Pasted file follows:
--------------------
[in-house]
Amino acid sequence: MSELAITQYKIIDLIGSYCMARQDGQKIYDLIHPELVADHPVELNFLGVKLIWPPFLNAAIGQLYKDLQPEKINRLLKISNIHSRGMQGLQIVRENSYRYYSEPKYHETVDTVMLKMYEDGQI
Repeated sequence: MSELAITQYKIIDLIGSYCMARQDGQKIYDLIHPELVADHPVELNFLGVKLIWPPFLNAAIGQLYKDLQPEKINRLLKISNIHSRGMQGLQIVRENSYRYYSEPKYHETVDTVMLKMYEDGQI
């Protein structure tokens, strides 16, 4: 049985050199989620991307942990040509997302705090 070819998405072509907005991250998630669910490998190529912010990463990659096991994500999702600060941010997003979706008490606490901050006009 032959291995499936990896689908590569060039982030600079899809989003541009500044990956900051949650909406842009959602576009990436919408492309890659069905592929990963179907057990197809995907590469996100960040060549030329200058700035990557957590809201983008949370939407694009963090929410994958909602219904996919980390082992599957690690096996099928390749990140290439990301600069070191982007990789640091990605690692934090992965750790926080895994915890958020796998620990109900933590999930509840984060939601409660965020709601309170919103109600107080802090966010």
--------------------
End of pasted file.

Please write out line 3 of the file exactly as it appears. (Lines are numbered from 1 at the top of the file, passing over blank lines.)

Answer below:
Repeated sequence: MSELAITQYKIIDLIGSYCMARQDGQKIYDLIHPELVADHPVELNFLGVKLIWPPFLNAAIGQLYKDLQPEKINRLLKISNIHSRGMQGLQIVRENSYRYYSEPKYHETVDTVMLKMYEDGQI